Construction Equipment Rental in Edmonds: A Cost Comparison Guide

about usFor starting contractors, a major decision you need to make is whether to buy or rent equipment. Both have their respective advantages and disadvantages. Let's examine some of the financial incentives of construction equipment rental. Typically, you'll save more money in the long haul by renting.

The Cost Savings of Excavator Rental

The standard excavator costs between $100,000 and $200,000, though some customized models can be as much as $500,000. With buying and owning also comes additional recurring costs, such as insurance, licensing fees, maintenance, storage, etc.

Renting an excavator runs an average of $3,433 for a 30-day rental period.

Other Construction Vehicle Rental Fees

Here are the buying/renting comparisons of other construction equipment. All rental fees are for a 30-day period.

  • Scissor lift--to buy: $22,000; to rent: $399
  • Skidloader--to buy: $20,000-$30,000; to rent: $2,367
  • Forklift--to buy: $11,000-$13,000; to rent: $1,640

Additional Cost Considerations

Buying equipment entails multiple overhead costs. Here are some of the fees compiled by the construction equipment site Equipment World. The figures are more or less a ballpark estimate.

  • Construction vehicle use consumes 12.5 gallons of fuel per hour.
  • Construction vehicles incur $4 in maintenance cost per operating hour. Excavators and similar equipment have an estimated 12,000 to 15,000-hour lifespan.
  • Insurance costs about 2% of the equipment's purchasing price per year.

Furthermore, not maintaining your equipment can result in premature wear and lead to emergency repair, requiring labor and new OEM parts. This leads to a yearly 400 to 800 hours of idle time for every vehicle. This results in a $1,560 to $3,120 loss in downtime.

Reduce Costs with Construction Equipment Rental in Edmonds

Cut back on ownership costs by renting an excavator and accompanying breakers from Active Excavator Rentals. Learn about us and our ever-expanding inventory. With few exceptions, construction equipment rental is the more economical pathway for construction companies and contractors in and around Edmonds.

Construction Equipment Rental in Edmonds

Serving Monroe, Anacortes, Arlington, Bellingham, Bothell, Burlington, Mt. Vernon, Stanwood, Sedro-Woolley,  Marysville, Granite Falls, Everett, Mukilteo, Edmonds, Snohomish, Lynnwood, Woodinville, Mountlake Terrace, Mill  Creek, Shoreline, Seattle, Redmond, Woodinville, Bellevue, Sammamish, Issaquah, Renton, Kent, Des Moines, Fife, Tacoma, Milton, Puyallup, Bonney Lake, Auburn, Covington, Maple Valley, Burien, Tukwila, Olympia, Lakewood, Lacey, Kenmore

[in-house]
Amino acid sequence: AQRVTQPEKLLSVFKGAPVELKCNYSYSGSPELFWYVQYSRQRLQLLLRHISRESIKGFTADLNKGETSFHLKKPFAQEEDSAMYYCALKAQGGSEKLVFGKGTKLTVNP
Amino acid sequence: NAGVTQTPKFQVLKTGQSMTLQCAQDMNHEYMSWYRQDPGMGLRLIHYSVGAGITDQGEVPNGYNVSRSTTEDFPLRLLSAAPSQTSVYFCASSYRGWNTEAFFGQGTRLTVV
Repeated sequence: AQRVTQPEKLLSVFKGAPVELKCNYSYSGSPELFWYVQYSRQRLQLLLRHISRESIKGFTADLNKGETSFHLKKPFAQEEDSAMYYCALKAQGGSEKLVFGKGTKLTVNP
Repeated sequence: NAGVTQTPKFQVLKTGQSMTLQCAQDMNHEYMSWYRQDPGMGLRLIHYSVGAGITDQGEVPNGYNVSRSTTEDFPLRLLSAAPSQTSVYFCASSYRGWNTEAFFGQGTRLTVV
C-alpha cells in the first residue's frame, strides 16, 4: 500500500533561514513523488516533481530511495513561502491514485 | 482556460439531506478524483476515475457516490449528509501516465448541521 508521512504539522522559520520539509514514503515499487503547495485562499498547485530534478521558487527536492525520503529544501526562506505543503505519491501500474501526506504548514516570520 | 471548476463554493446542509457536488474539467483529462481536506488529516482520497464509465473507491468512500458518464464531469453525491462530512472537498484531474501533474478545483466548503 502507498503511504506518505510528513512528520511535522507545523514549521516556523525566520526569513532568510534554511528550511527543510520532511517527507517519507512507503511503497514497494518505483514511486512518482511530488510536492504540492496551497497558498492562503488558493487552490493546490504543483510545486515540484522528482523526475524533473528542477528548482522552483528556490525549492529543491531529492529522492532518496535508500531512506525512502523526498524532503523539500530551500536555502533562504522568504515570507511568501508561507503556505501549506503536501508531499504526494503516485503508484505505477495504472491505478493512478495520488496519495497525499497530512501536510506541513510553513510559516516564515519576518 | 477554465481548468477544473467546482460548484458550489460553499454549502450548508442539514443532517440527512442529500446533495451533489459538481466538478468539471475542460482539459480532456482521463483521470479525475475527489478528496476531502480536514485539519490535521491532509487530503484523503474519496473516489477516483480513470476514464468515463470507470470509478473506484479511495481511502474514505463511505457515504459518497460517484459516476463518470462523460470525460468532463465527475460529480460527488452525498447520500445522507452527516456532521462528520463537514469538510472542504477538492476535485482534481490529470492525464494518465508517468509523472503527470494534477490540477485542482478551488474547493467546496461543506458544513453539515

Posted on August 30, 2021 | Published by Ignite Local | Related Local Business

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Excavator Trailer Safety Tips in Puyallup

The most vital procedure is ensuring that the excavator is firmly fastened to the trailer bed. The chains and straps you use must be OSHA-approved. Riggers must also secure all chains against the tow bar. On the issue of the tow bar, be sure it has a rating suitable to handle the excavator’s weight. Underweight tow bars may potentially detach while the transport truck is in commute.

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How to Keep a Clean Construction Site in Lynnwood

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Use Secure Storage

It’s not unusual to leave equipment at the construction zone overnight. To minimize theft and vandalism, keep smaller equipment stored inside locked portable sheds. Even during work hours, keep the equipment inside stored units until they’re needed.

Separate the Scraps

Construction zones have tons of rubble that you have to discard at the end of every shift. Various waste materials require different disposal procedures. Separating scraps and waste by type will make disposal and recycling far more effective. Sites should also have both dumpsters and recycle bins within the vicinity to keep waste to a minimum. Continue Reading '

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Road and construction work usually increase in number in the peak of summer. For contractors, this translates to more hours working under high temperatures. This makes heatstroke prevention so important. Supervisors should learn to recognize the signs of a possible heatstroke and have a procedure in place for minimizing heat-related injuries and illnesses.

Recognize Signs of Heat Injuries

Identify the symptoms of an incoming heatstroke. Train the crew members to recognize the signs in themselves and in their fellow workers. One common sign is the appearance of heat rashes that manifest as a cluster of blister-like bumps on the skin. It may also include cramping in the torso or extremities. These are the signs associated with electrolyte loss caused by excessive sweating. Be sure to take regular breaks with a designated rest area with shade and water available.